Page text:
If he hadn’t been the head of Chasdei Naomi, Cohen could have been a very successful advertising agent in the religious sector. The brilliant ideas he has come up with over the years have turned Chasdei Naomi into one of the most successful charity organizations in Israel.
In the early days, for example, instead of making needy people come to him to receive food, Cohen brought the food to their homes. That was the first time any organization operated that way, and as a result more and more people became familiar with Chasdei Naomi.
Later on, when the organization had a truck to use for transporting food, Cohen organized parades in the streets of Bnei Brak during which he would play loud music. Today, he records children’s songs about biblical stories into which he incorporates the name Chasdei Naomi a number of times.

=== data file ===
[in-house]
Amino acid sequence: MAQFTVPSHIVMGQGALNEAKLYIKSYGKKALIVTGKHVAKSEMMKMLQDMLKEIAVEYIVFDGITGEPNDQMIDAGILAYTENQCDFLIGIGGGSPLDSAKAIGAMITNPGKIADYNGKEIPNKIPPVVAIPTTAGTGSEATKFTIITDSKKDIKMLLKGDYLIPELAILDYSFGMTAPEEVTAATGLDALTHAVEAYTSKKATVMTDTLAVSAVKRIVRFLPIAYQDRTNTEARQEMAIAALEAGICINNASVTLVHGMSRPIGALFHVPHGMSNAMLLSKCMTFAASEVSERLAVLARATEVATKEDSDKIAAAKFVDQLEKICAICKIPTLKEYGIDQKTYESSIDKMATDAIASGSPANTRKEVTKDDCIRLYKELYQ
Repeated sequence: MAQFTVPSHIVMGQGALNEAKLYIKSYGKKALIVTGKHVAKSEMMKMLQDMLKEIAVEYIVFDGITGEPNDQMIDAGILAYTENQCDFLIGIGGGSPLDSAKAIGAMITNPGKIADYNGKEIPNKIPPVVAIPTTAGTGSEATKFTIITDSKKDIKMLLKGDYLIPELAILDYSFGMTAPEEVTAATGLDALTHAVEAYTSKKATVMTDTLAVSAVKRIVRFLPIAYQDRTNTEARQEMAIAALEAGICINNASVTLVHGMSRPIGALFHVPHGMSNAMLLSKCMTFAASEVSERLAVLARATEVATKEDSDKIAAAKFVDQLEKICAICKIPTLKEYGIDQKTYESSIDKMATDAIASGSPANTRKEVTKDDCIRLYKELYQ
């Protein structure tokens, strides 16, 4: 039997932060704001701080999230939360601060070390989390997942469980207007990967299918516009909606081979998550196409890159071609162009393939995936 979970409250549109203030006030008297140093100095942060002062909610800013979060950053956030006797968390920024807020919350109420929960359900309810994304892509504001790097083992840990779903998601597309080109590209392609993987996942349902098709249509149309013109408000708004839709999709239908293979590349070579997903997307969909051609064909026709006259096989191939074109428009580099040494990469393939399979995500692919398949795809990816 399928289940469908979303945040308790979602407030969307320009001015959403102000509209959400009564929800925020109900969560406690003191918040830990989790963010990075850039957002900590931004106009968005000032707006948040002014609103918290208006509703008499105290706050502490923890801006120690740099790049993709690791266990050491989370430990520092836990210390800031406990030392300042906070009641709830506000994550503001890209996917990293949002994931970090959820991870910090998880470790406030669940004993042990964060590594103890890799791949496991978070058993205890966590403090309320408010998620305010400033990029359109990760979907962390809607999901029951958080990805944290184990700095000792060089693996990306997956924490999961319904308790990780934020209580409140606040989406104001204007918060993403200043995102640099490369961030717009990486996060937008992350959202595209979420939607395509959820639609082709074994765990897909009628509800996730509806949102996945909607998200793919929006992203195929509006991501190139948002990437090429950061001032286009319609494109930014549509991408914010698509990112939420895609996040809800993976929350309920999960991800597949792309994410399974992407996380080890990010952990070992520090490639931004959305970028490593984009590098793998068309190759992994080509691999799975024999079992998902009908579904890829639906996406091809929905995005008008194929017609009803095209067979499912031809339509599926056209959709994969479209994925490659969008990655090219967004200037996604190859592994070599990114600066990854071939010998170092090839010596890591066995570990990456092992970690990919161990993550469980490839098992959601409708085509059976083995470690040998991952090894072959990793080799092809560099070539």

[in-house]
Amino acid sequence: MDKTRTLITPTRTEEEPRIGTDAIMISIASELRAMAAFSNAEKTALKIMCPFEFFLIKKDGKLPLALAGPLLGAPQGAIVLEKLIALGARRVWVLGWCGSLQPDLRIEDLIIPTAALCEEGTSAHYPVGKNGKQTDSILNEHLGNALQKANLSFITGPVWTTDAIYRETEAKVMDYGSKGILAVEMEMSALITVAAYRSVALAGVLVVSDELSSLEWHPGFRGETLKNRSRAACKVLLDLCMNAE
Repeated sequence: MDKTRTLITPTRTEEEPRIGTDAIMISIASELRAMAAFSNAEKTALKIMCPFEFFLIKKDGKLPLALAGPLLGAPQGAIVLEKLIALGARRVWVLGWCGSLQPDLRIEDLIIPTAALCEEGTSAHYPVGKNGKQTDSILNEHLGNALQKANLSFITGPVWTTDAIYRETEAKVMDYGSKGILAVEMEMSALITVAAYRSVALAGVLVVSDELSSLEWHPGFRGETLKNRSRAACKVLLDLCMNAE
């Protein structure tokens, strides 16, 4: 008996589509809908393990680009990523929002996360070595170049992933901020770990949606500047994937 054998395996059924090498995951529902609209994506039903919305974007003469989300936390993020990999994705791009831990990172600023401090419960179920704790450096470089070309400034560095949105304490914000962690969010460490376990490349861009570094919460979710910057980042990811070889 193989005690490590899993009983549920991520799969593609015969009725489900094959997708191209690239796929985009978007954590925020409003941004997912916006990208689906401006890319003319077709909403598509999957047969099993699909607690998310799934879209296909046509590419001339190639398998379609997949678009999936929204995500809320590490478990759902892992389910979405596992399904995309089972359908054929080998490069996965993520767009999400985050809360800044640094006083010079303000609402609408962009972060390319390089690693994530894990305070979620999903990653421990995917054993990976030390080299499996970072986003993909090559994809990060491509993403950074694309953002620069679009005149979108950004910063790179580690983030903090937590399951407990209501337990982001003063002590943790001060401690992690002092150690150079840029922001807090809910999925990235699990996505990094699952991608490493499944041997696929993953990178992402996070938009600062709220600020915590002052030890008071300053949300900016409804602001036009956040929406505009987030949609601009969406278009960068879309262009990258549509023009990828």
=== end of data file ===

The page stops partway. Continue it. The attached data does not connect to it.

The organization has carts in every city in Israel upon which hang large banners with its slogan, “Mommy, you promised we’d have chicken this Shabbat.”
“I noticed that other organizations wrote their messages bluntly. I decided to be more subtle,” Cohen says about the slogan, which became the organization’s trademark. “Everyone understands from this statement that if a mother promised her children food but didn’t give it to them, she probably didn’t have any money to buy it. This message is straightforward and free of depressing imagery.”